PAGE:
A Little About Linux: Streaming, Piping and Redirecting Data

The Streaming, Piping and the general Redirecting of data is one of the most powerful aspects of the Linux command line.  In fact, Windows had nothing like this capability until Powershell came along in 2006.  The whole idea of this topic is that Linux has the ability to treat any output from programs or the input into programs as a stream of data which can be manipulated for example, the data can be redirected to a file or piped to another program.

Types Of Streams
There are three main types of streams;
Standard Input (stdin): Data coming into the computer from a keyboard.
Standard Output (stdout): This is usually any data being displayed on a screen.
Standard Error (stderr): This stream is designed to carry error messages so that you can split it out from the stdout and perhaps redirect the errors to a file whilst all other messages are going to the screen.

Basic Redirection
To redirect data, you use a number of symbols which have different purposes and depending on the direction these symbols are inserted in the command line, will either redirect data out of a program or into a program.  The main ones are shown below;

>     Redirect stdout to a file, create a new file if it doesn't exist already or overwrite if it does.
>>   Append stdout to a file, create a new file if it doesn't already exist.

2>   Redirect stderr to a file, create a new file if it doesn't exist already or overwrite if it does.

2>> Append stderr to a file, create a new file if it doesn't already exist. 

&>   Creates a joint file with stdout and stderr in.  Will overwrite if the file already exists.

<      Sends the contents of a file as stdin.

<<    Usually used in a script, to allow a lot of data to be redirected into a command. This               would normally be of the type; command << EOF This means take all if the data after           this and pass it into the command until you hit the EOF symbol again on its own line             (with nothing else) and then stop. (EOF is the ASCII equivalent of CTRL+D)

If you want to 'get rid of data' you can redirect output to /dev/null e.g. ls > /dev/null

The final redirection command is one of the most useful and one which which I use in scripts much of the time.  The TEE command allows for stdout to appear on the screen and also to be logged to one or many files.


As an example;

echo "Hello World" | tee file.txt file2.txt 

will print Hello World on the screen but will also redirect it to the two files file.txt and file2.txt.  Use the -a if you want append to the files rather than overwriting.

Piping Data
Piping data from one program to another is one of the fundamental ways that Linux works.  Linux uses the output of one application to be the input of another application as the basis for its simple operation... Why write duplicate functionality in a core app, when another already has it, just output from one app to another.  The PIPE command is the way that this happens and is represented by the | symbol on the keyboard.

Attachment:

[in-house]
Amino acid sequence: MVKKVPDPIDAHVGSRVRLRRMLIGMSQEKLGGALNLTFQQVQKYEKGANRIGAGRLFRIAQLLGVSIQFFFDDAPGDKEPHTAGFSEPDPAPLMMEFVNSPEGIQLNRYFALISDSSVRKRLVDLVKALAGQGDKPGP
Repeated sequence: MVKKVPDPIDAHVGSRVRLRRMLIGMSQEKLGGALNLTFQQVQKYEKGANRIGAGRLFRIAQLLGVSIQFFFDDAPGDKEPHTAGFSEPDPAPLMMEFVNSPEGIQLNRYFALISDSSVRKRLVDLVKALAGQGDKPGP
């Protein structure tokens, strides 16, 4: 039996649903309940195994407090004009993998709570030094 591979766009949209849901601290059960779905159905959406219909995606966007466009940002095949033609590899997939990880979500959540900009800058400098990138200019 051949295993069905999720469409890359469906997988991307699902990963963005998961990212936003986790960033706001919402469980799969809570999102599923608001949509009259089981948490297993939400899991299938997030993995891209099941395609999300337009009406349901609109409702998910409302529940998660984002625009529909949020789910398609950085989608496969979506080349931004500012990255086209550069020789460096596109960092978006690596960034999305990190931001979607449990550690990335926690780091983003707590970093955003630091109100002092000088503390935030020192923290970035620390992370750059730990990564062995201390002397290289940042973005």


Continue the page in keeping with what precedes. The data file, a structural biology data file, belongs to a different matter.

The way it works is quite simple (we showed it when demonstrating the tee command).  Take the output of app1, pipe it into app2 and pipe the output of that into app3 e.g.

app1 | app2 | app3

As a simple example, this will list all RPM files installed, pipe the output to grep which will perform a search for the string 'gnu' within the RPM names;

rpm -qa | grep gnu

Building Command Lines from STDIN
Occasionally, if you are trying to pipe data into another command, you may get into the situation where you can't use the standard options to substitute a single command and you will have to build or generate a command line using the xargs command.

One of the best ways to show this is if you want to find all of the files that match a specific case on a partition and then delete them all if they match.  This type of problem can only be solved by using this method as rm (the command to delete) doesn't have any ability to search, so you have to search for a matching pattern using another tool (find in this example) and then pipe the results into rm.

Lets break it down and try it a step at a time.  First, we need to get the search phrase correct so we can find the files we want to delete.  I want to delete all of the files with the .bak extension anywhere on my file system;

find / -iname *.bak

When I run this on its own, it returns 6 files on my machine and prints out the names of the files on the screen.  Now all we need to do is pipe it to rm using xargs;

find / -iname *.bak | xargs rm

Once that has completed, run find / -iname *.bak again an you will see that all of those files have been deleted.

You can use the 'backtick' character to perform much the same thing e.g.

rm `find / -iname *.bak`

N.B. Please note that backtick i.e. ` is the not that same as an apostrophe '  They are found at different places on the keyboard and perform different functions.  Please be careful if you are pasting something in from Microsoft Word which tries to pre-empt what you mean and quite often converts the backtick ` to an apostrophe ' with horrible consequences.

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